This imposing palace comprising the principal haramsara of Akbar has been wrongly ascribed to Jodh Bai who has nothing to do with Sikri. It is the most impressive of all the royal edifices. It consists of a large open quadrangle on the sides of which are suites of single-stories rooms with double stories blocks in the center and corners to break the sky-line. The Central block on the east forms a vestibule to the main entrance of the building and on the west is a small shrine supported on richly carved pillars. The shrine has niches for keeping images of Hindu deities and a platform for the principal deity. The Azure-blue glazed tiles of the rood of this palace are also noteworthy. It was most probably build between A.D 1570 and 1574.
Fatehpur Sikri: Fortified Ghost City of Mughal Empire

Though “Miriam’s House” is generally regarded as the abode of Mariam Zâmâni, there is a great deal to support the view that the spacious palace known as Jodh Bai’s Mahal, or Jahangiri Mahal, was really her residence. It is undoubtedly one of the oldest buildings in Fatehpur.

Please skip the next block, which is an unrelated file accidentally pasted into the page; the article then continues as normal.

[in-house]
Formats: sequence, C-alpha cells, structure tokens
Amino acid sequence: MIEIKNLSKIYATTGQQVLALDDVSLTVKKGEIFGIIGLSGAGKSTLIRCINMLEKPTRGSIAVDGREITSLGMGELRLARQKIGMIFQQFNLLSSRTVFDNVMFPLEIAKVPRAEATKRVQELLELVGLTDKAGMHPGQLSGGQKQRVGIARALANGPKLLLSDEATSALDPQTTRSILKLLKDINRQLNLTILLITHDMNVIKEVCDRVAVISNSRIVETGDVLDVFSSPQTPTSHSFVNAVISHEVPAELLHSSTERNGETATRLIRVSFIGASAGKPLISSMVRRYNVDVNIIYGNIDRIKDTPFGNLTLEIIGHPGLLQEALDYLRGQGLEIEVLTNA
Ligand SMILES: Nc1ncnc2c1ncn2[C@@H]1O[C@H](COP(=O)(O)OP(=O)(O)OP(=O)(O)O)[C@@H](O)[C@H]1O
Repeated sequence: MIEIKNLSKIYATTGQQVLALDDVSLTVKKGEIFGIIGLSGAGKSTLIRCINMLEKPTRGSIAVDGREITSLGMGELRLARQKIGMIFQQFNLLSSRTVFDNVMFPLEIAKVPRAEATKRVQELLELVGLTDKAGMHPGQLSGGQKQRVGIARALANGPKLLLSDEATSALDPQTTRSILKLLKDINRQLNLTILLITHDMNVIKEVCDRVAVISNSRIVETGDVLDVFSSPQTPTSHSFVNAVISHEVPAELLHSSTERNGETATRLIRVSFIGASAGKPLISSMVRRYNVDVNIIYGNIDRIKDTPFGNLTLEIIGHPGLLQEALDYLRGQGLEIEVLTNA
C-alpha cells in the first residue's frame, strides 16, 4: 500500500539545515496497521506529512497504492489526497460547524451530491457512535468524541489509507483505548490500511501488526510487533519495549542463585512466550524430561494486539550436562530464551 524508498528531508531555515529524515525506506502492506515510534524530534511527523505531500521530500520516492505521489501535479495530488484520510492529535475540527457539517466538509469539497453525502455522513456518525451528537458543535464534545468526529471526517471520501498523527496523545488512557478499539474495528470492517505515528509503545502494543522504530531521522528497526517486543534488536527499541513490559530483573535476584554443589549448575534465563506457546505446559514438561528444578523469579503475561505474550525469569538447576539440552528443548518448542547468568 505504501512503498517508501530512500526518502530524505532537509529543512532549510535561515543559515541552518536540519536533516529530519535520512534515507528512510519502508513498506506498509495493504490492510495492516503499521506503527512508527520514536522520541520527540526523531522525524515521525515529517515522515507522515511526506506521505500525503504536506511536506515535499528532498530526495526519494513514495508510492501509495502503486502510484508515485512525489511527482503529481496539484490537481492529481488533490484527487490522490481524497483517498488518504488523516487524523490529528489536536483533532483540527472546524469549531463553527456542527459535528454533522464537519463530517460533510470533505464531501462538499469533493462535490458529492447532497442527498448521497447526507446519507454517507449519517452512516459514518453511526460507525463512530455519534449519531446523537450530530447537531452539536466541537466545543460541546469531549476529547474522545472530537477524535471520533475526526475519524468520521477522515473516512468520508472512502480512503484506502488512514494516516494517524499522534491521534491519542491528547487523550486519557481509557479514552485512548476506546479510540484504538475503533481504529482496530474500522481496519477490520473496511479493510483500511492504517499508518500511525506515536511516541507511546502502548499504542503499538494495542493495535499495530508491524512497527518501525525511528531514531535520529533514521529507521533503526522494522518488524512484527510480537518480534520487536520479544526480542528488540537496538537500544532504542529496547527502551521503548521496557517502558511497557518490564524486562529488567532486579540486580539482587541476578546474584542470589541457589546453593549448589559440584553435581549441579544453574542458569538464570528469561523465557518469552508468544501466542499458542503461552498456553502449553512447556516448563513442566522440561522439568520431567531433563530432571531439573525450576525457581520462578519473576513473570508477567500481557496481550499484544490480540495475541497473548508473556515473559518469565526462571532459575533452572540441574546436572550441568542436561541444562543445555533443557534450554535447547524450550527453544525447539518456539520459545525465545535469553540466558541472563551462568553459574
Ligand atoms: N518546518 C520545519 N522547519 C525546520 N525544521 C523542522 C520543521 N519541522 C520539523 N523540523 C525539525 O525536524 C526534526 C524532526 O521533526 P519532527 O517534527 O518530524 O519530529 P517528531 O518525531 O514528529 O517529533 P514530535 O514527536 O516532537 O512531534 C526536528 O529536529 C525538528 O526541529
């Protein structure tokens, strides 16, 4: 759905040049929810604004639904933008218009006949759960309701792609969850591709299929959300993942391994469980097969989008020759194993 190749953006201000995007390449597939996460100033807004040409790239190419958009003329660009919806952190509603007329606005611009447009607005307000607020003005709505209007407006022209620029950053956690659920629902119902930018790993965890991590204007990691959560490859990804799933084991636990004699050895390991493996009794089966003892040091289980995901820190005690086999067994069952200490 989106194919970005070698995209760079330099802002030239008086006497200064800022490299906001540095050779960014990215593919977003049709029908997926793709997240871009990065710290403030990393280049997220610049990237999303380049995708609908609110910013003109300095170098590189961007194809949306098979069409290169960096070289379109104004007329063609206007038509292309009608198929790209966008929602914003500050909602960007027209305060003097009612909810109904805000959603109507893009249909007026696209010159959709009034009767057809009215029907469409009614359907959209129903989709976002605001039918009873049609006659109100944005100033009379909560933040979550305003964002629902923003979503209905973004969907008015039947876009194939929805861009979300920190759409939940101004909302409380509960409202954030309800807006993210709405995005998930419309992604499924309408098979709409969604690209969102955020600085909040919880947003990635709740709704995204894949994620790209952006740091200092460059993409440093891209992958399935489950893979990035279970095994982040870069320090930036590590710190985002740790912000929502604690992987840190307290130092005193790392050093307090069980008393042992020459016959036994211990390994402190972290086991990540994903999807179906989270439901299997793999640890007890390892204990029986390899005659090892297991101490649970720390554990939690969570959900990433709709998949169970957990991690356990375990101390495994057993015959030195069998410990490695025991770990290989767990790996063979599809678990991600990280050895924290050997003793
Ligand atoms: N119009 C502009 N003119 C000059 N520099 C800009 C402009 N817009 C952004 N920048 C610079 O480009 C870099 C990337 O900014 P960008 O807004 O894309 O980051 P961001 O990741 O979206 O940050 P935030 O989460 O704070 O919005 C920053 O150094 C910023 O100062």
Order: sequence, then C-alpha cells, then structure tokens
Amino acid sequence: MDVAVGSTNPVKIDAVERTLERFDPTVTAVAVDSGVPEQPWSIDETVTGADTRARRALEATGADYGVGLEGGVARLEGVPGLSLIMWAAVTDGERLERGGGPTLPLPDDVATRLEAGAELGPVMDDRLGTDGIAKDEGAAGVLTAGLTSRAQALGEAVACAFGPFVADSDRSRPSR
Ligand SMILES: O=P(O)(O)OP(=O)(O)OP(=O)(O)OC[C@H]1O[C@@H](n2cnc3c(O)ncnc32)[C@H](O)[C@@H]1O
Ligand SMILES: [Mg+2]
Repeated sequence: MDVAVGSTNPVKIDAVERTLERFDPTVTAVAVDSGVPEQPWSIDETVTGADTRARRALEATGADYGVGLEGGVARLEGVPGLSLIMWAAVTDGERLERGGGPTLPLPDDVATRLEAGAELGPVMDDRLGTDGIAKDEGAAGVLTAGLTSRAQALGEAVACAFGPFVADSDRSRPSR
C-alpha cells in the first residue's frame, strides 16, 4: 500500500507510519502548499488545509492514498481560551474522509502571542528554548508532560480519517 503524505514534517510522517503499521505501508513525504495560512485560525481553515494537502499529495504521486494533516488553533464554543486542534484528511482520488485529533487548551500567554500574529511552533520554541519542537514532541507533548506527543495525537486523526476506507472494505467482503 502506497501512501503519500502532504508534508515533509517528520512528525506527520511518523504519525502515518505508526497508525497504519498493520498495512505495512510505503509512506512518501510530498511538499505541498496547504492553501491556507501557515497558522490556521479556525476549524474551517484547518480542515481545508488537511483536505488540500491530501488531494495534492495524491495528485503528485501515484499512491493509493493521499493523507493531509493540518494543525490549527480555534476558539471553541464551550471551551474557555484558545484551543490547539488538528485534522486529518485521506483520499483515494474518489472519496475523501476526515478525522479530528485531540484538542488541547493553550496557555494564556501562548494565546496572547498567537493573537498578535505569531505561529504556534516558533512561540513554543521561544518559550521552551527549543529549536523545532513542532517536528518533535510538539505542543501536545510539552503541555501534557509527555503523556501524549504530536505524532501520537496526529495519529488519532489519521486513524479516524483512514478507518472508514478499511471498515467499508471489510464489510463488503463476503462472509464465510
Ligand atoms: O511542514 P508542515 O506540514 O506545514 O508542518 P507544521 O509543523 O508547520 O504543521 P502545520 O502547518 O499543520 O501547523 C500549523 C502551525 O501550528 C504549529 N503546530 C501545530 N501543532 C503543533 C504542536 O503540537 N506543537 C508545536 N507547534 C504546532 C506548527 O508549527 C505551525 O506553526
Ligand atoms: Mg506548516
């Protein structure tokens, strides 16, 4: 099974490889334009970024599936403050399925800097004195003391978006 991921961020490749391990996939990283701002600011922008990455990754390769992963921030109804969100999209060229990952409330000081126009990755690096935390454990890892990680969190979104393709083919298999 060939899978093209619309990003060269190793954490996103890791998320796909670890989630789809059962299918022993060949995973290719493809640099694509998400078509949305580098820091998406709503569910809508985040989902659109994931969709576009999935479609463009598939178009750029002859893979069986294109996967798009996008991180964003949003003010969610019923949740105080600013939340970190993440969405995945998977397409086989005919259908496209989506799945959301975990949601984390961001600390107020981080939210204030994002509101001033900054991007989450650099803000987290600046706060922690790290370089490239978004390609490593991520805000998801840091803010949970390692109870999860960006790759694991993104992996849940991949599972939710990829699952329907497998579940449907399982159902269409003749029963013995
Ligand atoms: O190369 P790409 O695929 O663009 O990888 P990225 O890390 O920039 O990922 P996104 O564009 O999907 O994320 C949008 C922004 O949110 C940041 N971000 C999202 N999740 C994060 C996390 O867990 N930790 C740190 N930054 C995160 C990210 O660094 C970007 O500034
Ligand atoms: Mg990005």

We know that Akbar went there on Mariam’s account; and, after Jahangir’s birth, Akbar’s first care would be to build a palace for the mother and her child, his long-wished-for heir. Mariam was a Hindu, and this palace in all its construction and nearly all its ornamentation belongs to the Hindu and Jaina styles of Mariam’s native country, Rajputana. It even contains a Hindu temple. It is also the most important of all the palaces, and Mariam, as mother of the heir-apparent, would take precedence of all the other wives.

On the left of the entrance is a small guard-house. A simple but finely proportioned gateway leads through a vestibule into the inner quadrangle. The style of the whole palace is much less ornate than the other zanana buildings, but it is always dignified and in excellent taste. It must be remembered that the severity of the architectural design was relieved by bright colouring and rich purdahs, which were used to secure privacy for the ladies of the zanana and to diminish the glare of the sunlight.